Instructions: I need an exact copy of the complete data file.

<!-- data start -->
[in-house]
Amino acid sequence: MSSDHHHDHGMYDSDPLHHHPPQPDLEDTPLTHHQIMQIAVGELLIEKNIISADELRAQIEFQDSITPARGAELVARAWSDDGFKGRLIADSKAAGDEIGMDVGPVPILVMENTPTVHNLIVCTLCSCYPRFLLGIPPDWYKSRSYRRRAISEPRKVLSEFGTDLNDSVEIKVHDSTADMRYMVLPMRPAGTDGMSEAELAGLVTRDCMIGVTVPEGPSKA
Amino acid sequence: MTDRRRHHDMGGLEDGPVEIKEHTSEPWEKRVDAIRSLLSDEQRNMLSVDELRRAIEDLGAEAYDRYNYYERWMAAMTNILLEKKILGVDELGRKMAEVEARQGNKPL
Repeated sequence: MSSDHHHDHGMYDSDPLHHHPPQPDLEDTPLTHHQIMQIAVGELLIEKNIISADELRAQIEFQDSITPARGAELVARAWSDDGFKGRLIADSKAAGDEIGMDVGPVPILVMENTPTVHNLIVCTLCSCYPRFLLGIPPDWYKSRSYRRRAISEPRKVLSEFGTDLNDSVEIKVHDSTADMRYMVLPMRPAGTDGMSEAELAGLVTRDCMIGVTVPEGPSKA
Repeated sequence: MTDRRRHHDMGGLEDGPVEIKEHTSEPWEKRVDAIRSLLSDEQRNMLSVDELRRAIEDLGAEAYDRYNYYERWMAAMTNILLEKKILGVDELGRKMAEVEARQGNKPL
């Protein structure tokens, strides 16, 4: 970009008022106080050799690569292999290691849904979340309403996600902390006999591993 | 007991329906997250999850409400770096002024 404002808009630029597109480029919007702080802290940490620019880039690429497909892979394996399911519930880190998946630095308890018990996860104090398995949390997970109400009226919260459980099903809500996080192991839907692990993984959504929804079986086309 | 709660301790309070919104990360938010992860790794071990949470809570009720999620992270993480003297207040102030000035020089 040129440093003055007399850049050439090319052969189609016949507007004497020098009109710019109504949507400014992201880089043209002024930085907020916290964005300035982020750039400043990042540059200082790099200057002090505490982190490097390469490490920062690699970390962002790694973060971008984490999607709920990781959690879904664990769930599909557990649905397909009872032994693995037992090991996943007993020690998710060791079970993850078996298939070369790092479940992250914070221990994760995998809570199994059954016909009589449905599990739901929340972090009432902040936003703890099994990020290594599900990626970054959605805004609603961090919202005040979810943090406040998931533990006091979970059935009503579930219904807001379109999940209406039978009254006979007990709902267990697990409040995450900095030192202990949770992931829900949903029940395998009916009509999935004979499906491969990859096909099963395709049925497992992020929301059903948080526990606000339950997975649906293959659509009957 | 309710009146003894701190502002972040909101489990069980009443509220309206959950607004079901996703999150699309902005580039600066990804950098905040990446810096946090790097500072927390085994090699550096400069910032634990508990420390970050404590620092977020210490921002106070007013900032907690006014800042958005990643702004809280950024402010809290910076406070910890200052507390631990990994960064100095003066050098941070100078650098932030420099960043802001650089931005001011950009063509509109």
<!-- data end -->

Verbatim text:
[in-house]
Amino acid sequence: MSSDHHHDHGMYDSDPLHHHPPQPDLEDTPLTHHQIMQIAVGELLIEKNIISADELRAQIEFQDSITPARGAELVARAWSDDGFKGRLIADSKAAGDEIGMDVGPVPILVMENTPTVHNLIVCTLCSCYPRFLLGIPPDWYKSRSYRRRAISEPRKVLSEFGTDLNDSVEIKVHDSTADMRYMVLPMRPAGTDGMSEAELAGLVTRDCMIGVTVPEGPSKA
Amino acid sequence: MTDRRRHHDMGGLEDGPVEIKEHTSEPWEKRVDAIRSLLSDEQRNMLSVDELRRAIEDLGAEAYDRYNYYERWMAAMTNILLEKKILGVDELGRKMAEVEARQGNKPL
Repeated sequence: MSSDHHHDHGMYDSDPLHHHPPQPDLEDTPLTHHQIMQIAVGELLIEKNIISADELRAQIEFQDSITPARGAELVARAWSDDGFKGRLIADSKAAGDEIGMDVGPVPILVMENTPTVHNLIVCTLCSCYPRFLLGIPPDWYKSRSYRRRAISEPRKVLSEFGTDLNDSVEIKVHDSTADMRYMVLPMRPAGTDGMSEAELAGLVTRDCMIGVTVPEGPSKA
Repeated sequence: MTDRRRHHDMGGLEDGPVEIKEHTSEPWEKRVDAIRSLLSDEQRNMLSVDELRRAIEDLGAEAYDRYNYYERWMAAMTNILLEKKILGVDELGRKMAEVEARQGNKPL
């Protein structure tokens, strides 16, 4: 970009008022106080050799690569292999290691849904979340309403996600902390006999591993 | 007991329906997250999850409400770096002024 404002808009630029597109480029919007702080802290940490620019880039690429497909892979394996399911519930880190998946630095308890018990996860104090398995949390997970109400009226919260459980099903809500996080192991839907692990993984959504929804079986086309 | 709660301790309070919104990360938010992860790794071990949470809570009720999620992270993480003297207040102030000035020089 040129440093003055007399850049050439090319052969189609016949507007004497020098009109710019109504949507400014992201880089043209002024930085907020916290964005300035982020750039400043990042540059200082790099200057002090505490982190490097390469490490920062690699970390962002790694973060971008984490999607709920990781959690879904664990769930599909557990649905397909009872032994693995037992090991996943007993020690998710060791079970993850078996298939070369790092479940992250914070221990994760995998809570199994059954016909009589449905599990739901929340972090009432902040936003703890099994990020290594599900990626970054959605805004609603961090919202005040979810943090406040998931533990006091979970059935009503579930219904807001379109999940209406039978009254006979007990709902267990697990409040995450900095030192202990949770992931829900949903029940395998009916009509999935004979499906491969990859096909099963395709049925497992992020929301059903948080526990606000339950997975649906293959659509009957 | 309710009146003894701190502002972040909101489990069980009443509220309206959950607004079901996703999150699309902005580039600066990804950098905040990446810096946090790097500072927390085994090699550096400069910032634990508990420390970050404590620092977020210490921002106070007013900032907690006014800042958005990643702004809280950024402010809290910076406070910890200052507390631990990994960064100095003066050098941070100078650098932030420099960043802001650089931005001011950009063509509109």